LuckyPhow
LuckyPhow
Joined: May 19, 2016
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October 30th, 2016 at 10:01:16 AM permalink
With "racinos" and similar non-Tribal gaming establishments all over the state offering "player-banked" table games like 3-card poker and pai-gow poker, the Florida Division of Pari-Mutual Wagering (DPMW) has seen fit to render an administrative order against Jacksonville's Best Bet poker-racing venue for offering those games. Here's a very comprehensive link to the story:

Florida Politics news report

DPMW directed Best Bet to cease offering player-banked games and levied a $4,500 fine on the racino. Other Florida racinos and poker rooms were put on notice that DPMW intends to enforce this order statewide, notwithstanding unresolved court litigation that continues to this day.

It's hard to tell the immediate effect the DPMW order is having "on the ground" in the affected properties. But, the Internet site for Best Bet indicates it continues to offer player-banked card games, as does the poker room nearest me in Gretna, Florida. Maybe the $4,500 fine doesn't scare properties that each earn about $1 million a month from the affected games.

Anyhow, the gantlet has been thrown down by DPMW, and fireworks are sure to follow as the effect of this administrative order ripples through Florida's non-Tribal gaming facilities.
odiousgambit
odiousgambit
Joined: Nov 9, 2009
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October 31st, 2016 at 3:16:35 AM permalink
Quote: LuckyPhow

games like 3-card poker and pai-gow poker



Not these games, but poker games with a "designated player"

Quote:

Designated-player games are a hybrid, where the bank is supposed to revolve among the players.

But in Jacksonville, each designated player is “required to bring a minimum of $30,000 to each table, and takes no active role in the game



apparently especially irking:

Quote:

card rooms were flouting state law by allowing third-party companies to buy their way into the games, using a worker to act as a virtual bank

"Baccarat is a game whereby the croupier gathers in money with a flexible sculling oar, then rakes it home. If I could have borrowed his oar I would have stayed." .......... Mark Twain
FleaStiff
FleaStiff 
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October 31st, 2016 at 4:18:02 AM permalink
I believe all those Great Grand Father'd poker clubs in Washington State were player banked in that the dealer had to put a stack of chips in front of each player's bet: so in 21 that dealer would stack enough to pay off a blackjack in front of each player's bet. The House did not bet, but the "dealer" was often an employee of a banking syndicate.

Same as in California where actors would get a gig as a dealer in the Bicycle Club: the club took its rake, the real money was in Banking the games.
Joeman
Joeman
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October 31st, 2016 at 6:04:31 AM permalink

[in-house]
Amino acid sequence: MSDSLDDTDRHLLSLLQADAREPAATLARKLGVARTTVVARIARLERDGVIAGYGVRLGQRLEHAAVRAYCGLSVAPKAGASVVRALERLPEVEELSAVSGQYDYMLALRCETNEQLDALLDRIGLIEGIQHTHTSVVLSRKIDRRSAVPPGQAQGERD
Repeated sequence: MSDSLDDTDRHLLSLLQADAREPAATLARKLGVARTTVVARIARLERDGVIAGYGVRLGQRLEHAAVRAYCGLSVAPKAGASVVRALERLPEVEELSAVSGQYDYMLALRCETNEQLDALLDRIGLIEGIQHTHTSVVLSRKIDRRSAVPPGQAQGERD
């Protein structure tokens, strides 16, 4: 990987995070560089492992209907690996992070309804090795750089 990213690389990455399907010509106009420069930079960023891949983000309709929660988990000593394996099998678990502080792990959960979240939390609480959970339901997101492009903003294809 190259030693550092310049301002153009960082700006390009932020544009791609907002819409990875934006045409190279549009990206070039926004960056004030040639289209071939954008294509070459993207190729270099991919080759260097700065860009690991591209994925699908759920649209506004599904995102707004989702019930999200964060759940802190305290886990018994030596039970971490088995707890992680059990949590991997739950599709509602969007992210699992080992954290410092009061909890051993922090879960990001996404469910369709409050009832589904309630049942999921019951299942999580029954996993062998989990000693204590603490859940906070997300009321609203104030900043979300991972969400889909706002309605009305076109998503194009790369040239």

I've been the the Jax Best Bet a few times since they started spreading their "table games." These games are very popular. I have taken a look at them while waiting for a poker seat to open up. However, there never seemed to be any open seats at those games, either.

There is a "player" at the third base spot with a rack full of chips. They pay/collect like a dealer would. Like Lucky said, I'm not sure a $4,500 fine is much of a deterrent.

On a related front, there is a Duval County referendum on the ballot next week to allow slots at Best Bet Jax. The referendum doesn't say specifically that it's for Best Bet Jax, of course, but it is to allow slots "only in parimutuels." (There is only one such establishment in Duval County -- Best Bet.)

There's a PAC called "Families for Happy Kids" or some such nonsense (no doubt a front for Best Bet) running ads in favor of the referendum. Their ads claim that the addition of a couple hundred slot machines will result in 2,000 more jobs for the area. Seriously? I don't really care one way or another about adding slot machines, but please don't insult my intelligence. Even if you include all the new payday loan, debt collection, pawn shop, divorce attorney, and law enforcement jobs this will add, I still can't fathom how they get to 2,000.

I have not heard any opposition to the referendum, so it will probably pass.
"Dealer has 'rock'... Pay 'paper!'"
LuckyPhow
LuckyPhow
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October 31st, 2016 at 10:10:56 AM permalink
Curiosity got the best of me. So, I drove the hour it takes to visit the Gretna poker room so I could check whether or not it was playing its "player-banked" versions of 3-Card poker and Pai-Gow poker. Yup, it was business as usual.

Florida Division of Pari-Mutual Wagering administrative cease-play order? What cease-play order?
Keeperofcards
Keeperofcards
Joined: May 20, 2016
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November 23rd, 2016 at 3:55:22 PM permalink